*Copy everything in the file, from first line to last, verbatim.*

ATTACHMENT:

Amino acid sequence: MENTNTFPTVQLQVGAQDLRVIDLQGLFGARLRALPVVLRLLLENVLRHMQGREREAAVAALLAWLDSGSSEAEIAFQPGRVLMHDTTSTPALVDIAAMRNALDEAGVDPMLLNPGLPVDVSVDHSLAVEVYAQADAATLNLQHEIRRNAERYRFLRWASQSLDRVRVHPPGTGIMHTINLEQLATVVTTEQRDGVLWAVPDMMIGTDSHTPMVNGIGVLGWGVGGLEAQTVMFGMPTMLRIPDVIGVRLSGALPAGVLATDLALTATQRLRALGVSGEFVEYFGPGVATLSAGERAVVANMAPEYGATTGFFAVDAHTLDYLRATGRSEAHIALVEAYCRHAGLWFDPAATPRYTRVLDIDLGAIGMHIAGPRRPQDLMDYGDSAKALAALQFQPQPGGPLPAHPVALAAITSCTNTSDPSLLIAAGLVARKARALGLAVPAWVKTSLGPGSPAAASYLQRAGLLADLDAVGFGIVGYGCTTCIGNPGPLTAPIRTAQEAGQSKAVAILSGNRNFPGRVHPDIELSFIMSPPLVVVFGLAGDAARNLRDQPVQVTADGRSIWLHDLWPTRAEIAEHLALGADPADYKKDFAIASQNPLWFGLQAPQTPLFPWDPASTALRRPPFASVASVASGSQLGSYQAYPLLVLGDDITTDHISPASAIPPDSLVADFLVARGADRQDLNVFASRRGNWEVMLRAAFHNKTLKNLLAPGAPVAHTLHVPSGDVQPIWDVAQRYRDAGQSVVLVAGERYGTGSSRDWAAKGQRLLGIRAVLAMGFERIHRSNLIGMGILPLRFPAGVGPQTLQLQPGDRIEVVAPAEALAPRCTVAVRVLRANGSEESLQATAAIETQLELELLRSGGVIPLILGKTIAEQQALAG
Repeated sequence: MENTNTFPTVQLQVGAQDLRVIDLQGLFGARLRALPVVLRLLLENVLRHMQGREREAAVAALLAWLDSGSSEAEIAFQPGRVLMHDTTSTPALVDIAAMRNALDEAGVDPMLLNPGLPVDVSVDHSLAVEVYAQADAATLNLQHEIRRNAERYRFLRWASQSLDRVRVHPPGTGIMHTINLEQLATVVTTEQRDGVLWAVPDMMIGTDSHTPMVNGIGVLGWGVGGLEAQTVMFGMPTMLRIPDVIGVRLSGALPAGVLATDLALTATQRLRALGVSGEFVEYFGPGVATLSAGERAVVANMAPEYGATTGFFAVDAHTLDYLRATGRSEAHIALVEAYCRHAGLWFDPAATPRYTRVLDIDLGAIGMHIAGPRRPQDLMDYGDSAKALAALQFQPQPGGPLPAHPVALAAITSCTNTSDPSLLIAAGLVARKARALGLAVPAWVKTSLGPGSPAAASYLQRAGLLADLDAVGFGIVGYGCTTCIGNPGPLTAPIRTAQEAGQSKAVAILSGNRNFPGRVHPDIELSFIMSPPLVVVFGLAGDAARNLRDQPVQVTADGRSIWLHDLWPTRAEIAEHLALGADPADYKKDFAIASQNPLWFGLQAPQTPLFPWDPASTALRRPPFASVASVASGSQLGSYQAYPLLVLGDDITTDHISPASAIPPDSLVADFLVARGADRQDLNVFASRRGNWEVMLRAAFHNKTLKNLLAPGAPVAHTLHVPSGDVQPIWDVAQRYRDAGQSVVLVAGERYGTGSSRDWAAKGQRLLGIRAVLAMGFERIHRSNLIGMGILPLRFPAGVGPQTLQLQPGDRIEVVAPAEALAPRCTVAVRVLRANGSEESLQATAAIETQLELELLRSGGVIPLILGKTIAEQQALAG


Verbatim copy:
Amino acid sequence: MENTNTFPTVQLQVGAQDLRVIDLQGLFGARLRALPVVLRLLLENVLRHMQGREREAAVAALLAWLDSGSSEAEIAFQPGRVLMHDTTSTPALVDIAAMRNALDEAGVDPMLLNPGLPVDVSVDHSLAVEVYAQADAATLNLQHEIRRNAERYRFLRWASQSLDRVRVHPPGTGIMHTINLEQLATVVTTEQRDGVLWAVPDMMIGTDSHTPMVNGIGVLGWGVGGLEAQTVMFGMPTMLRIPDVIGVRLSGALPAGVLATDLALTATQRLRALGVSGEFVEYFGPGVATLSAGERAVVANMAPEYGATTGFFAVDAHTLDYLRATGRSEAHIALVEAYCRHAGLWFDPAATPRYTRVLDIDLGAIGMHIAGPRRPQDLMDYGDSAKALAALQFQPQPGGPLPAHPVALAAITSCTNTSDPSLLIAAGLVARKARALGLAVPAWVKTSLGPGSPAAASYLQRAGLLADLDAVGFGIVGYGCTTCIGNPGPLTAPIRTAQEAGQSKAVAILSGNRNFPGRVHPDIELSFIMSPPLVVVFGLAGDAARNLRDQPVQVTADGRSIWLHDLWPTRAEIAEHLALGADPADYKKDFAIASQNPLWFGLQAPQTPLFPWDPASTALRRPPFASVASVASGSQLGSYQAYPLLVLGDDITTDHISPASAIPPDSLVADFLVARGADRQDLNVFASRRGNWEVMLRAAFHNKTLKNLLAPGAPVAHTLHVPSGDVQPIWDVAQRYRDAGQSVVLVAGERYGTGSSRDWAAKGQRLLGIRAVLAMGFERIHRSNLIGMGILPLRFPAGVGPQTLQLQPGDRIEVVAPAEALAPRCTVAVRVLRANGSEESLQATAAIETQLELELLRSGGVIPLILGKTIAEQQALAG
Repeated sequence: MENTNTFPTVQLQVGAQDLRVIDLQGLFGARLRALPVVLRLLLENVLRHMQGREREAAVAALLAWLDSGSSEAEIAFQPGRVLMHDTTSTPALVDIAAMRNALDEAGVDPMLLNPGLPVDVSVDHSLAVEVYAQADAATLNLQHEIRRNAERYRFLRWASQSLDRVRVHPPGTGIMHTINLEQLATVVTTEQRDGVLWAVPDMMIGTDSHTPMVNGIGVLGWGVGGLEAQTVMFGMPTMLRIPDVIGVRLSGALPAGVLATDLALTATQRLRALGVSGEFVEYFGPGVATLSAGERAVVANMAPEYGATTGFFAVDAHTLDYLRATGRSEAHIALVEAYCRHAGLWFDPAATPRYTRVLDIDLGAIGMHIAGPRRPQDLMDYGDSAKALAALQFQPQPGGPLPAHPVALAAITSCTNTSDPSLLIAAGLVARKARALGLAVPAWVKTSLGPGSPAAASYLQRAGLLADLDAVGFGIVGYGCTTCIGNPGPLTAPIRTAQEAGQSKAVAILSGNRNFPGRVHPDIELSFIMSPPLVVVFGLAGDAARNLRDQPVQVTADGRSIWLHDLWPTRAEIAEHLALGADPADYKKDFAIASQNPLWFGLQAPQTPLFPWDPASTALRRPPFASVASVASGSQLGSYQAYPLLVLGDDITTDHISPASAIPPDSLVADFLVARGADRQDLNVFASRRGNWEVMLRAAFHNKTLKNLLAPGAPVAHTLHVPSGDVQPIWDVAQRYRDAGQSVVLVAGERYGTGSSRDWAAKGQRLLGIRAVLAMGFERIHRSNLIGMGILPLRFPAGVGPQTLQLQPGDRIEVVAPAEALAPRCTVAVRVLRANGSEESLQATAAIETQLELELLRSGGVIPLILGKTIAEQQALAG